If South Carolina courtrooms are truly open for inspection, then why did I have to risk jail time (again) a few months ago to ensure the public had access to them? And where is the legislation requiring all judges to open their courtrooms in accordance with the law?

Because when it comes to judicial transparency in South Carolina, I have heard this song and dance before …

Once again, the apologists’ entire shtick can be condensed as follows: “Trust us – because we said so.

That wouldn’t be good enough in any state … but it sure as hell isn’t good enough in South Carolina, where the public trust has been eroded beyond recognition (and perhaps irreparably damaged) by decades of good ol’ boy dealmaking and status quo chicanery on behalf of the powerful and politically connected.

Now those propping up this corrupt system wish to be taken at their word? And not only that, to be hailed for their indispensable contributions to the state?

Please …

There are good lawyers in South Carolina. And good prosecutors. And good judges, too. Maybe even dozens of them. But listen to me now and feel me later: I will be double-dipped in the same steaming pile of excrement that these nine “legal leaders” are attempting to peddle before I take any of them at their word.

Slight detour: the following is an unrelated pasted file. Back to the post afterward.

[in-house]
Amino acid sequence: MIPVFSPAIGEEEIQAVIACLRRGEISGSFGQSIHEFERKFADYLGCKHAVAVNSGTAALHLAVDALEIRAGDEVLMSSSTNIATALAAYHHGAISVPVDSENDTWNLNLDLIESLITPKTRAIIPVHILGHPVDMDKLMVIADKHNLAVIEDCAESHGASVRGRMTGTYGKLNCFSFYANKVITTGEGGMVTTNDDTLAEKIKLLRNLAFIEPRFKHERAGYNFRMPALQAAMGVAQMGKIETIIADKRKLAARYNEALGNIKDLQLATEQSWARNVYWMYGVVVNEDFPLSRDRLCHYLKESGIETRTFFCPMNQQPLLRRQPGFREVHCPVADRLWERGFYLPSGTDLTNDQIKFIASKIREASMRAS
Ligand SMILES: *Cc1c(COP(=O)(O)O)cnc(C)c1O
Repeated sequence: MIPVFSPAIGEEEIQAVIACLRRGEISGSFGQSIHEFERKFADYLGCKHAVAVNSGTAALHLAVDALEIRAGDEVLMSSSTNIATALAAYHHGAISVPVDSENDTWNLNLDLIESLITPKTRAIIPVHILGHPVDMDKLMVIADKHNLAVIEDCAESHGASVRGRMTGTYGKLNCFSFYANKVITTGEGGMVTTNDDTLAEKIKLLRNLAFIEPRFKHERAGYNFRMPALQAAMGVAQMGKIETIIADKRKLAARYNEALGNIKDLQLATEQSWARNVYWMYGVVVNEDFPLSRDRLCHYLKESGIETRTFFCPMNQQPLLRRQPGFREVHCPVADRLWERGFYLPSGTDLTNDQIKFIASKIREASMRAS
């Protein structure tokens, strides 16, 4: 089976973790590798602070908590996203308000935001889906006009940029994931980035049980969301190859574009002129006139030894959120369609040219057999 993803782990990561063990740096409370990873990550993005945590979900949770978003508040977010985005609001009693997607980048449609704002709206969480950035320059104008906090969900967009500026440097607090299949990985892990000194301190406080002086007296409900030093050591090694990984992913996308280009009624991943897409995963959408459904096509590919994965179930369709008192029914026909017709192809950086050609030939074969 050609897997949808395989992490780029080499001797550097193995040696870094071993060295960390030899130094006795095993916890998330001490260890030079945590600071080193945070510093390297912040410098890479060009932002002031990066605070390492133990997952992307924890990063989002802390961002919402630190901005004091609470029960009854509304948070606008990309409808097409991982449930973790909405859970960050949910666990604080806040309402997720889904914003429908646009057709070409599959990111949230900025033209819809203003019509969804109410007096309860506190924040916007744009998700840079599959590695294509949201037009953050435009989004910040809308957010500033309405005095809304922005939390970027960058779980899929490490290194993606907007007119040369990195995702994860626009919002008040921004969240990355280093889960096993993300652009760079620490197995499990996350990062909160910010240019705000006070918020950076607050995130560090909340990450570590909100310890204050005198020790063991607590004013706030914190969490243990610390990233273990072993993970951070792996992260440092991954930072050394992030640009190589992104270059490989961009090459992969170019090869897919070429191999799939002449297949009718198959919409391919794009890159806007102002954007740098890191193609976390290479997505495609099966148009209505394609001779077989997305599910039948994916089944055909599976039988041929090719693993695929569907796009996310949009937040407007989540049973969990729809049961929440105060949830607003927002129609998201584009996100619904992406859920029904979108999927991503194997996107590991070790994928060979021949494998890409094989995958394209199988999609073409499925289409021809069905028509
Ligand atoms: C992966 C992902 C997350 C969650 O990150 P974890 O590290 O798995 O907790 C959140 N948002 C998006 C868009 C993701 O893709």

Trust … but verify. And that starts with holding accountable those lawmakers lining up to craft “reform” legislation ahead of the 2022-2023 session of the S.C. General Assembly.



(Via: FITSNews)

Will Folks is the founding editor of the news outlet you are currently reading. Prior to founding FITSNews, he served as press secretary to the governor of South Carolina. He lives in the Midlands region of the state with his wife and seven children. And yes, he has LOTS of hats (including that Minnesota Twins’ lid pictured above).



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1 comment

Sara Mintz Top fan February 26, 2023 at 3:33 pm

What is that line in one of John Grisham’s book about one dead lawyer at the bottom of the ocean being “a good start”?